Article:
A prominent Burmese labor rights activist, Su Su Nway, was placed in solitary confinement for three days after participating in a ceremony to mark the 62nd anniversary of Martyrs’ Day on June 19 in Kale Prison, in Sagaing Division, according to her sister.
Speaking to The Irrawaddy Newspaper on Tuesday August 4th, her sister, Htay Htay Kyi, said, “She was put in solitary confinement because she stood up and sang an independence anthem composed by Min Ko Naing to mark Martyrs’ Day.”
Htay Htay Kyi said she visited her sister on July 21 when she delivered medicine to Su Su Nway who said she had been denied medical care by the prison authorities.
Su Su Nway, 37, suffers from hypertension [high blood pressure] and heart disease.
In 2006, she won the John Humphrey Freedom Award for promoting human rights.
She was arrested together with two colleagues after they pasted anti-government posters on a billboard in downtown Rangoon during the monk-led uprising of 2007. She was sentenced to twelve and a half years in prison.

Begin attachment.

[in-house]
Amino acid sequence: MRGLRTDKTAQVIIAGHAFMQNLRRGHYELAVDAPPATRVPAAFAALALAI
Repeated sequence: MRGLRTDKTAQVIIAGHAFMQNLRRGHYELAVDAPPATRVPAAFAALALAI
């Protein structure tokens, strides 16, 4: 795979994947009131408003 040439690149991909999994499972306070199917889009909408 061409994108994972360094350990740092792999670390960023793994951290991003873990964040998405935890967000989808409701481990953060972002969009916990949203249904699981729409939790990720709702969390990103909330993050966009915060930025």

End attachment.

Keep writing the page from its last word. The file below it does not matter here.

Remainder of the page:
Su Su Nway is among 2,100 other political prisoners who are currently being detained by the Burmese military authorities.
UN Secretary-General Ban Ki-moon in July called on the Burmese junta to release all political prisoners before the national elections in 2010.
Burmese permanent representative at the UN, Than Swe reportedly told Ban that Burma will release prisoners before the election; however, he did not specify if political dissidents would be among the prisoners released.